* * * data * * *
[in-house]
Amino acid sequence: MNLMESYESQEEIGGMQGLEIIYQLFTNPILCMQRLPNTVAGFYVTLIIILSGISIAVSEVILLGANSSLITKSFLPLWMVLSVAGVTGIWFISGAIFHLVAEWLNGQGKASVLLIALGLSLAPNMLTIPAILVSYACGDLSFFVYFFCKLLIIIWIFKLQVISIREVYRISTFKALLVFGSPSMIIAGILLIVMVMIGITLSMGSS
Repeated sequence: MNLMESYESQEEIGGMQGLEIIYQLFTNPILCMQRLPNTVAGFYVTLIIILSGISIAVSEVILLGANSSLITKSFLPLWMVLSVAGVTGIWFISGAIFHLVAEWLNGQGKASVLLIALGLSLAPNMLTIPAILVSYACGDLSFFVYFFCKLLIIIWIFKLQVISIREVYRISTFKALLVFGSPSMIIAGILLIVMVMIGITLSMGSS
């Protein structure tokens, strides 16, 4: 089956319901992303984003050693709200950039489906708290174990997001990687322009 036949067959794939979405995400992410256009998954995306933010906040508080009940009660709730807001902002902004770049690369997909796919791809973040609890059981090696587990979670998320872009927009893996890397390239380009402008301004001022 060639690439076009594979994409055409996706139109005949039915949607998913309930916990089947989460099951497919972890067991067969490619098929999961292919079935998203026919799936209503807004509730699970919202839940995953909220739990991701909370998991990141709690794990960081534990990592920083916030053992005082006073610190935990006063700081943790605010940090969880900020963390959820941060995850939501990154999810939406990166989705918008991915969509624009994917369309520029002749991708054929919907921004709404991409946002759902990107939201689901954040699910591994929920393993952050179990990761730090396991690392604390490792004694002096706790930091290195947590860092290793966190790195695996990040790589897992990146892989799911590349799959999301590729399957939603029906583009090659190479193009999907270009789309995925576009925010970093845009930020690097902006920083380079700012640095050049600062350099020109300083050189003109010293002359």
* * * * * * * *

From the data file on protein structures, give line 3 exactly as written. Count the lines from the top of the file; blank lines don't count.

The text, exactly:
Repeated sequence: MNLMESYESQEEIGGMQGLEIIYQLFTNPILCMQRLPNTVAGFYVTLIIILSGISIAVSEVILLGANSSLITKSFLPLWMVLSVAGVTGIWFISGAIFHLVAEWLNGQGKASVLLIALGLSLAPNMLTIPAILVSYACGDLSFFVYFFCKLLIIIWIFKLQVISIREVYRISTFKALLVFGSPSMIIAGILLIVMVMIGITLSMGSS